I think the primary reason micropoliticians should have to Affirm is that more time can be spent discussing their movement if the round begins with a position justifying the advocacy and its benefits. If Aff reads a topical AC that the micropolitician deems irrelevant to their advocacy, however, not only is the six minutes of 1AC discourse lost, but so is a three minute CX period in which the debaters can actually speak simultaneously and generate the genuine dialogue the micropolitician seeks. The nine irrelevant minutes lost constitute over a quarter of an LD round’s speaking time, a massive loss for a cause hoping to inspire people through speech and discussion. Even if every minute is not devoted to the micropolitical advocacy when the micropolitician flips Aff, the discourse is still framed by the presented advocacy and is at least tangentially related. That framing benefit cannot exist, though, until the micropolitical advocacy is presented; that presentation comes earliest when he or she flips Aff. From there, every second is shrouded in the advocacy, and more productive discussion can come about.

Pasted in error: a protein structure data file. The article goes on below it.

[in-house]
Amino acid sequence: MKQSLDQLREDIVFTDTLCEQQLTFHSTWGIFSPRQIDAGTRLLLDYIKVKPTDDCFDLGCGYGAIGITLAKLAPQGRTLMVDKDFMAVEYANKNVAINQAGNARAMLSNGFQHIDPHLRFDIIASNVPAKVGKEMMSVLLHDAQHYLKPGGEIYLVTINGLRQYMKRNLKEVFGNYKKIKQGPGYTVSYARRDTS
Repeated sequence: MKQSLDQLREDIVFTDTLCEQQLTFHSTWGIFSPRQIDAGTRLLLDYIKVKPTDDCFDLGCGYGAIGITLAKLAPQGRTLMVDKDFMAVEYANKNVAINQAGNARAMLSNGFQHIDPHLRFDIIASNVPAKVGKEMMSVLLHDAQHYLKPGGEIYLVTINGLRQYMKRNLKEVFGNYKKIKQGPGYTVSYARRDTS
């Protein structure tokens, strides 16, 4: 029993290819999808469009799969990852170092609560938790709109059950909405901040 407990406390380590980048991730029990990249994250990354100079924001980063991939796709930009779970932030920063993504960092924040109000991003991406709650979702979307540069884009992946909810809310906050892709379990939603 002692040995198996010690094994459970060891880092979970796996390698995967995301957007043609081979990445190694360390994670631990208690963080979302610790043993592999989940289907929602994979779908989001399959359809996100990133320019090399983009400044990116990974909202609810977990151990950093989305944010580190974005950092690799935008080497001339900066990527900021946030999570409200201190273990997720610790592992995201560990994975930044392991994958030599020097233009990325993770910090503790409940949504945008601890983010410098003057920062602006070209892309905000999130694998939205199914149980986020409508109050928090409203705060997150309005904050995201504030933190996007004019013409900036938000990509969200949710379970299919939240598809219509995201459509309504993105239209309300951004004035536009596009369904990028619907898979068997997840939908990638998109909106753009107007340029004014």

I think another justification for micropoliticians flipping Aff comes in proving the authenticity of their movement. When a micropolitical debater flips Neg (given the general Neg side bias), the appearance is that they are still playing a game and trying to milk every strategic benefit they can get. Especially given the delay of important discourse argued above, it seems the micropolitical debater is willing to trade actual discussion of their position for a statistically higher win percentage. While I do give some credence to the argument that winning positions generate more discourse than do losing ones—for example, more people know of Arfin’s advocacy than about McCready’s willingly losing (although that is complicated by Arfin running the position over more tournaments and having some rounds taped)—I do not think these arguments apply in this case. For example, I do not believe it is the winning that generates discourse, but the winning with seemingly genuine intentions and actions. If micropolitical positions were merely strategic ploys, debaters would not engage in the critical analysis of their own behavior that allows the community to change, because the advocacy has been presented as less serious; when the micropolitician flips Aff, it shows how serious they are and allows for more of the desired discourse. By killing the perception that they are just trying to win ballots and not actually trying to change debate, the micropolitician who flips Aff can inspire more debaters to examine their actions and to actually consider the movement’s message.